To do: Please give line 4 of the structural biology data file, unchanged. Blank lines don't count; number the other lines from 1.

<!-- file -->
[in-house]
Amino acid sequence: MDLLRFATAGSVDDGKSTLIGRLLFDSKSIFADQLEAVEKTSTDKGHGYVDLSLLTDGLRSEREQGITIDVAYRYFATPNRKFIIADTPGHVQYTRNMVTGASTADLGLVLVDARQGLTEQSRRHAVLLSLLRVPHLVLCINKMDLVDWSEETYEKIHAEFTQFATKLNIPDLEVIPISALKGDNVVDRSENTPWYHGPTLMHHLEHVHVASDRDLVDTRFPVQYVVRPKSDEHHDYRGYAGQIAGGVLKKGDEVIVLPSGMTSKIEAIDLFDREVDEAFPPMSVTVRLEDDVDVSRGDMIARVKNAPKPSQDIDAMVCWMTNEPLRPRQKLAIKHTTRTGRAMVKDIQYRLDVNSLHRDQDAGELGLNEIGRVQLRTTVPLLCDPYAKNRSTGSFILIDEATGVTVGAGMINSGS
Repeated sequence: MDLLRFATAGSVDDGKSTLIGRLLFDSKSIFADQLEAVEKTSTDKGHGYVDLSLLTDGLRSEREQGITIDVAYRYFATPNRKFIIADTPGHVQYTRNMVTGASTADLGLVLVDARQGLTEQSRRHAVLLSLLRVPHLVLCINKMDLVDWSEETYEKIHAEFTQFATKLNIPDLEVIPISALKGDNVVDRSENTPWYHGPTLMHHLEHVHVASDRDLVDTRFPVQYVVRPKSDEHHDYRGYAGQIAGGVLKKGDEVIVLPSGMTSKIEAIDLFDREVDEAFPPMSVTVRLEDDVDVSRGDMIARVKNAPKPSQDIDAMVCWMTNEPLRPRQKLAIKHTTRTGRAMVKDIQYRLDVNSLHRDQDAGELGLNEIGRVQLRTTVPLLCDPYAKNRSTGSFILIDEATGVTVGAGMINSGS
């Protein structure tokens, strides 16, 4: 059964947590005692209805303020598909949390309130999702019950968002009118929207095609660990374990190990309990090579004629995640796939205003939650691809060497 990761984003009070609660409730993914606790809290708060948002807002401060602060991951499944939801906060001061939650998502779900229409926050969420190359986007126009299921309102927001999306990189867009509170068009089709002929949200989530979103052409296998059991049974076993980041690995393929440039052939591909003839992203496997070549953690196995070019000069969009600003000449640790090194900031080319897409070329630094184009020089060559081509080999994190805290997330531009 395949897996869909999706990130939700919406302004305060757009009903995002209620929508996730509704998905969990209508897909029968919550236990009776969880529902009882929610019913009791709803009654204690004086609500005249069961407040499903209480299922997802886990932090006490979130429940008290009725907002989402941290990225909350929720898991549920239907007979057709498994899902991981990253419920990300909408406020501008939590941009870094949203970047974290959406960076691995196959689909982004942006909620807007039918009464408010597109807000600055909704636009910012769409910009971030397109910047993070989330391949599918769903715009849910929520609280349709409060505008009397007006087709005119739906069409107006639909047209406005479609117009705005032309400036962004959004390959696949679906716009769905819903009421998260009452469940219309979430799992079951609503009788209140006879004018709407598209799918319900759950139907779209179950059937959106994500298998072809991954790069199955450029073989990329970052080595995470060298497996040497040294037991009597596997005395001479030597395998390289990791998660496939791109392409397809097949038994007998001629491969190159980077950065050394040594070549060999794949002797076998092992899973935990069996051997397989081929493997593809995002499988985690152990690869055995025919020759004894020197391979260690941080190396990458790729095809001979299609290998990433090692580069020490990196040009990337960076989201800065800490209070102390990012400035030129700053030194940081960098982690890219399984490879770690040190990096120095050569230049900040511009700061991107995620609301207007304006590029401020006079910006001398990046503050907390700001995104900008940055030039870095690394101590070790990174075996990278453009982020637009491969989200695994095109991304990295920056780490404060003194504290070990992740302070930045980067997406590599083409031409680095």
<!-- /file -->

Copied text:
């Protein structure tokens, strides 16, 4: 059964947590005692209805303020598909949390309130999702019950968002009118929207095609660990374990190990309990090579004629995640796939205003939650691809060497 990761984003009070609660409730993914606790809290708060948002807002401060602060991951499944939801906060001061939650998502779900229409926050969420190359986007126009299921309102927001999306990189867009509170068009089709002929949200989530979103052409296998059991049974076993980041690995393929440039052939591909003839992203496997070549953690196995070019000069969009600003000449640790090194900031080319897409070329630094184009020089060559081509080999994190805290997330531009 395949897996869909999706990130939700919406302004305060757009009903995002209620929508996730509704998905969990209508897909029968919550236990009776969880529902009882929610019913009791709803009654204690004086609500005249069961407040499903209480299922997802886990932090006490979130429940008290009725907002989402941290990225909350929720898991549920239907007979057709498994899902991981990253419920990300909408406020501008939590941009870094949203970047974290959406960076691995196959689909982004942006909620807007039918009464408010597109807000600055909704636009910012769409910009971030397109910047993070989330391949599918769903715009849910929520609280349709409060505008009397007006087709005119739906069409107006639909047209406005479609117009705005032309400036962004959004390959696949679906716009769905819903009421998260009452469940219309979430799992079951609503009788209140006879004018709407598209799918319900759950139907779209179950059937959106994500298998072809991954790069199955450029073989990329970052080595995470060298497996040497040294037991009597596997005395001479030597395998390289990791998660496939791109392409397809097949038994007998001629491969190159980077950065050394040594070549060999794949002797076998092992899973935990069996051997397989081929493997593809995002499988985690152990690869055995025919020759004894020197391979260690941080190396990458790729095809001979299609290998990433090692580069020490990196040009990337960076989201800065800490209070102390990012400035030129700053030194940081960098982690890219399984490879770690040190990096120095050569230049900040511009700061991107995620609301207007304006590029401020006079910006001398990046503050907390700001995104900008940055030039870095690394101590070790990174075996990278453009982020637009491969989200695994095109991304990295920056780490404060003194504290070990992740302070930045980067997406590599083409031409680095």